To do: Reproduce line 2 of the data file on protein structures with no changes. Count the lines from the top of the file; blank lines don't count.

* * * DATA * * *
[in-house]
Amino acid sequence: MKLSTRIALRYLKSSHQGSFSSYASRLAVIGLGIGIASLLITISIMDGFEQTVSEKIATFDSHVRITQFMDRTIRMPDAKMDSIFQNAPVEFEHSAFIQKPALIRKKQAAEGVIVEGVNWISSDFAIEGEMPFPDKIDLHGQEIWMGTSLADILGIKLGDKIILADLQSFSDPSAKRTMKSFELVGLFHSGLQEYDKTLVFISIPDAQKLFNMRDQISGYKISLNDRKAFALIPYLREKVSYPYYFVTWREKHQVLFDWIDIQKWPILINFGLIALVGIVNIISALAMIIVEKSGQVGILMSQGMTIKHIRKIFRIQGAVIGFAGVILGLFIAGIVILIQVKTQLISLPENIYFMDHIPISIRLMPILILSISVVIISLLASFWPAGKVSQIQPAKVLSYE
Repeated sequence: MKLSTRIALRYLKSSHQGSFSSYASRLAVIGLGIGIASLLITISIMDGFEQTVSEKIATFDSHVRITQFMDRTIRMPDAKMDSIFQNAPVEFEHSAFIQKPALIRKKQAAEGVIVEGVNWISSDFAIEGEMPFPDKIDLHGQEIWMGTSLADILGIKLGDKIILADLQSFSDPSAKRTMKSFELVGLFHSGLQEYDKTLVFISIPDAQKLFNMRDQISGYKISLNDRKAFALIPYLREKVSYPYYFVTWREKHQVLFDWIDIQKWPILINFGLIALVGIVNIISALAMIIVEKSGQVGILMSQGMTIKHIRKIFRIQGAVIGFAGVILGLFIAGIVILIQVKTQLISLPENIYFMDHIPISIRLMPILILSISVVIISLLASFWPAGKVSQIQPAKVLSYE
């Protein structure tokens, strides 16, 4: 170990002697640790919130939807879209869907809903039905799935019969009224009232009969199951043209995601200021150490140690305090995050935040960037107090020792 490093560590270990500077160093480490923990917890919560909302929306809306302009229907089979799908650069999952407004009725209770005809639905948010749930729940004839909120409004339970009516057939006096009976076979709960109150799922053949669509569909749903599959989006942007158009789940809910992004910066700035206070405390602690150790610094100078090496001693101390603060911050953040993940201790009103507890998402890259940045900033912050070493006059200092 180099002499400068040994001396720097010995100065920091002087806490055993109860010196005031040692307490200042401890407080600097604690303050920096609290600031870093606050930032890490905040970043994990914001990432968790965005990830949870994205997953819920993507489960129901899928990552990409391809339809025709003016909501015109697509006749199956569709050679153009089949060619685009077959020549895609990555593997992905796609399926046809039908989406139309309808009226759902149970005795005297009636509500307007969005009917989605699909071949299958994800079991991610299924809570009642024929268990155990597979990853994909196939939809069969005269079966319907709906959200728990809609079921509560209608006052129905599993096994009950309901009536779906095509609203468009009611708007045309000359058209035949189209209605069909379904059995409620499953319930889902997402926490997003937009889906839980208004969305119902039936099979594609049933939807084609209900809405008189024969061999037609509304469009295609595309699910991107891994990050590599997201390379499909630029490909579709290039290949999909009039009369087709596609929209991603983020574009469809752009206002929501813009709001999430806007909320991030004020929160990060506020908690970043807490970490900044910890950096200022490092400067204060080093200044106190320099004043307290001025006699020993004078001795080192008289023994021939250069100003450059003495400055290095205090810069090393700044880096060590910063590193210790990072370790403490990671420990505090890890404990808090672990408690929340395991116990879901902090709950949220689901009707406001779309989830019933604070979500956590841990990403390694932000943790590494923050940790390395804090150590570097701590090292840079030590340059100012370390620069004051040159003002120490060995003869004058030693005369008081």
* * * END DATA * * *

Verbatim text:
Amino acid sequence: MKLSTRIALRYLKSSHQGSFSSYASRLAVIGLGIGIASLLITISIMDGFEQTVSEKIATFDSHVRITQFMDRTIRMPDAKMDSIFQNAPVEFEHSAFIQKPALIRKKQAAEGVIVEGVNWISSDFAIEGEMPFPDKIDLHGQEIWMGTSLADILGIKLGDKIILADLQSFSDPSAKRTMKSFELVGLFHSGLQEYDKTLVFISIPDAQKLFNMRDQISGYKISLNDRKAFALIPYLREKVSYPYYFVTWREKHQVLFDWIDIQKWPILINFGLIALVGIVNIISALAMIIVEKSGQVGILMSQGMTIKHIRKIFRIQGAVIGFAGVILGLFIAGIVILIQVKTQLISLPENIYFMDHIPISIRLMPILILSISVVIISLLASFWPAGKVSQIQPAKVLSYE